Thursday, February 23, 2017

On Call by Casey Ross & Max Blau
Good morning! Starting next week, we'll be shifting On Call to give you a wider variety of news from STAT. Instead of the daily newsletter, we'll give you more full-length journalism and more of the health and medicine coverage that is relevant to you twice per week, on Tuesday and Friday. In the meantime, here's the latest news affecting hospitals and health care. Follow us at @statnews or like us on Facebook. Thank you. 

Just in: A startup gets $7 million to help Spanish speakers with health care

America is bilingual, but health care isn't. That’s the tagline for Consejo Sano, a California-based startup that’s raised more than $7 million to get medical providers more engaged with their Spanish-speaking customers. Rather than adapt English-language practices for Spanish speakers, Consejo Sano designs culturally and linguistically accurate medical and health information for providers to use with their Spanish-language population. Much of this is done through text messaging.  

Consejo Sano is among the growing number of startups addressing language barriers for patients whose native language is something other than English. Design firm Appstem and the University of California-Davis recently announced the development of a digital platform that streamlines the translation and transcription of filmed telemedicine interviews with non-English speaking patients for better diagnosis. And HealthTap just launched an app that would give Chinese speakers access to doctor consultations via text, video, or voice.

Today in STAT: A tour to diversify the next generation of doctors 

The Cornetts are a family of eight aspiring doctors who've had few interactions with physicians who are black, like them. Black and Latino clinicians are in short supply throughout the US, and, for some, the process of getting that medical or dental degree can be daunting. STAT's Karen Weintraub takes a look at efforts to improve the numbers of minority health care providers through a program called Tour for Diversity. Started by a group of black and Latino doctors, dentists, pharmacists, and other health care professionals, Tour for Diversity helps students navigate their way into different medical professions. Read more.

As STAT continues to cover issues regarding race, ethnicity, and other social disparities in health and medicine, we want to hear from those of you who live these experiences. We’ve started a private Facebook group where readers are free to discuss openly issues that they may encounter within this sphere. Join the group here.

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Quote of the Day: Bad hospital design is hazardous to our health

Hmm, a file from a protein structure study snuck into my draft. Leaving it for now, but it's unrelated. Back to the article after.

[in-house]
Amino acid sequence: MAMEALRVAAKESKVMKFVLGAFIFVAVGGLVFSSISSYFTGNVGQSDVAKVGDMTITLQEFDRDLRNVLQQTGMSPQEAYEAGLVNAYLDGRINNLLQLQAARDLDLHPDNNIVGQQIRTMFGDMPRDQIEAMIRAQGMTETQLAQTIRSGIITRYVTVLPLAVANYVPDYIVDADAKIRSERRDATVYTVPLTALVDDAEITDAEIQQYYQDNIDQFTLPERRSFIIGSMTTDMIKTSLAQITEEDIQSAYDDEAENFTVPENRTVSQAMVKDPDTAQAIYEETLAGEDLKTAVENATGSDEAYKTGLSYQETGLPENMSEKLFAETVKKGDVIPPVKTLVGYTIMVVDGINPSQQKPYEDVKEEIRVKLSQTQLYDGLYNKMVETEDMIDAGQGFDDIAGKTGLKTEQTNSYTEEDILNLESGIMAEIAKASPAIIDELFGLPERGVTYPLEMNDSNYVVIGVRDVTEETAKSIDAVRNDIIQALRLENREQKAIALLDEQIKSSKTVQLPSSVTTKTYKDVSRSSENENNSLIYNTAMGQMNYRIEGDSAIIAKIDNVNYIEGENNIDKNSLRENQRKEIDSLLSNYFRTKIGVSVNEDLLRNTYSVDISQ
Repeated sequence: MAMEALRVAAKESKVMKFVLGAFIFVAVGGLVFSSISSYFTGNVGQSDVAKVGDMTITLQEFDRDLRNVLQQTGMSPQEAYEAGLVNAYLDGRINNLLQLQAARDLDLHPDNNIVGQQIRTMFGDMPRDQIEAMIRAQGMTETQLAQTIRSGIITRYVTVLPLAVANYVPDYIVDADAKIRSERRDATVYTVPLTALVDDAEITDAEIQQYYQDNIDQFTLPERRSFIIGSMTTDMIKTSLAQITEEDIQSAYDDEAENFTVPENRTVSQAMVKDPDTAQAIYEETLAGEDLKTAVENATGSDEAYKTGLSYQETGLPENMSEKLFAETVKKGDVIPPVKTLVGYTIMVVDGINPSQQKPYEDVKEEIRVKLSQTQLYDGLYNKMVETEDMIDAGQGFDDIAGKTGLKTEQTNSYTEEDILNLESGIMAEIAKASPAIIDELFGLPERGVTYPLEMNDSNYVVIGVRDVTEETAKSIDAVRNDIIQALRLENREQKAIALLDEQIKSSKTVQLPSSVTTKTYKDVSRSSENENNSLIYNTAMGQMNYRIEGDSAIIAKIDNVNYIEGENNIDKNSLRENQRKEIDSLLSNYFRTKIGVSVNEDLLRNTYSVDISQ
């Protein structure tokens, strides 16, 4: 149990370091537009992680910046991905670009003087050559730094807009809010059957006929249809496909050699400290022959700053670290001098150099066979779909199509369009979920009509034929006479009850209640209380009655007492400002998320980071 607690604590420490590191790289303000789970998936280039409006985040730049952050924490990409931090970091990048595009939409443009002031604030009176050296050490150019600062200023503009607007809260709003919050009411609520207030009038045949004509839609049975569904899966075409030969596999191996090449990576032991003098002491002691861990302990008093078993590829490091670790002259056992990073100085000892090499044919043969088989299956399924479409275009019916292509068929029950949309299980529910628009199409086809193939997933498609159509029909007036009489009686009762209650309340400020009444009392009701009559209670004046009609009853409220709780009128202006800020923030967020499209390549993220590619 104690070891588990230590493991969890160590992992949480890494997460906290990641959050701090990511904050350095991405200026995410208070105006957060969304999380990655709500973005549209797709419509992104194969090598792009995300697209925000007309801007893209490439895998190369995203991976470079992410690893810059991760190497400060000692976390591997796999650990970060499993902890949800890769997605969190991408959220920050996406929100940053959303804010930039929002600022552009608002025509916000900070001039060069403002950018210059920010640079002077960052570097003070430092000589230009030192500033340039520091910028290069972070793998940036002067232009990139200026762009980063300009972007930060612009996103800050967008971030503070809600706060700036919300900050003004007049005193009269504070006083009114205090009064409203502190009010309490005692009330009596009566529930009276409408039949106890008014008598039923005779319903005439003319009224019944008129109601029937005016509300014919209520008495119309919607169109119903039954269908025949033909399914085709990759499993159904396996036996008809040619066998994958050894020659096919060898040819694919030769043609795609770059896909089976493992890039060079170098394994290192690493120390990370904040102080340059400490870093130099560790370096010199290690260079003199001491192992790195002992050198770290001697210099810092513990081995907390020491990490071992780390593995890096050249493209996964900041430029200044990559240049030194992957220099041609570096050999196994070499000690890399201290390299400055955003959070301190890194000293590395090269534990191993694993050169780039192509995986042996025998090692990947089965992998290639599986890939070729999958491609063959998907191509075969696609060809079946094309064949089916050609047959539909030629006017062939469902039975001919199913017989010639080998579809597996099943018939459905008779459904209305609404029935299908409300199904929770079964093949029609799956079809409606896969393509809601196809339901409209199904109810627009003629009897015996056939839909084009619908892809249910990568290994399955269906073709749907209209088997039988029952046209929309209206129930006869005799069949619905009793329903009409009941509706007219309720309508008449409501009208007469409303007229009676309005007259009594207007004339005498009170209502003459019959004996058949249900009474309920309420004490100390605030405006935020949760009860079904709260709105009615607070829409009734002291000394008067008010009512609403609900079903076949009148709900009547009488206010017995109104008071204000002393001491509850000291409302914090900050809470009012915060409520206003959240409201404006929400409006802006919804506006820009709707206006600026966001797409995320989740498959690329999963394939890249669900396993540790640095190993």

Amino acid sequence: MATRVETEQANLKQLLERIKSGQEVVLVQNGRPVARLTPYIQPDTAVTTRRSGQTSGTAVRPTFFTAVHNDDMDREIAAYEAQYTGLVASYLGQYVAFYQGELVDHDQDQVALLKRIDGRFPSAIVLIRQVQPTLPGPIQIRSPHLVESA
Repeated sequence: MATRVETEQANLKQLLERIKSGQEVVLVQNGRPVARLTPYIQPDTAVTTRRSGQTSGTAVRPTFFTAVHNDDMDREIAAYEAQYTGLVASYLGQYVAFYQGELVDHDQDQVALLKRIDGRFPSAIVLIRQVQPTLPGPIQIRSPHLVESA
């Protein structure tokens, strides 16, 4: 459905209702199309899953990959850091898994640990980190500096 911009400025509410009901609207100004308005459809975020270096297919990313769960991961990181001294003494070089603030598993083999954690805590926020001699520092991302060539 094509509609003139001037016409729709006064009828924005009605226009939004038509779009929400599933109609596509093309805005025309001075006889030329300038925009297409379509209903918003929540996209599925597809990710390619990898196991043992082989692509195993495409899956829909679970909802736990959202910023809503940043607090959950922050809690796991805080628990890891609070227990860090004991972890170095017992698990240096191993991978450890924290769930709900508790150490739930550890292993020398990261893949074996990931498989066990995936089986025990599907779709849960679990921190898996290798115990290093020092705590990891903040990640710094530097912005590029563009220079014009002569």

"Hospitals are among the most expensive facilities to build...but evidence suggests we’ve been building them all wrong — and that the deficiencies aren’t simply unaesthetic or inconvenient. All those design flaws may be killing us.” — Dr. Dhruv Khullar.

Khullar, a resident at Massachusetts General Hospital, takes readers on a tour of hospital design flaws: poorly lit rooms and hallways, slippery floors, and a lack of private space that discourages sleep, but encourages infection. In addition, he writes, hospitals are designed to be depressingly sterile and unwelcoming. As a solution, Khullar points to the work of Roger Ulrich, a luminary of hospital design who suggests that sunlight and views of the natural world promote healing. 

A freestanding answer to America’s rural hospital crisis

Freestanding emergency centers represent a promising solution to the hospital shortage in rural communities across the US. But developing them isn’t easy, even in communities in desperate need of medical help. A new article in Health Affairs lists barriers such as low federal reimbursement rates and restrictive regulations, including state boards whose hospital members block freestanding centers to root out potential competition.

So what’s the solution? The article’s authors suggest a government-led effort to spur development of these facilities in underserved areas. State and federal regulators could create special designations to reduce regulation and spur construction. They could also provide direct grants and other financial incentives.

Or they could simply ignore the problem and let hundreds of rural hospitals close with no plan to replace them. A recent study predicted that as many as 650 rural hospitals could soon close their doors.


  • A new diagnosis: Post Election Stress Disorder (Kaiser Health News)
  • Judge rules Texas can't cut off Medicaid funds to Planned Parenthood (NPR
  • Caring for immigrant patients at an uncertain time (WBUR Boston)
  • An equation for unnecessary costs: When evidence says no, but doctors and patients say yes (The Atlantic)

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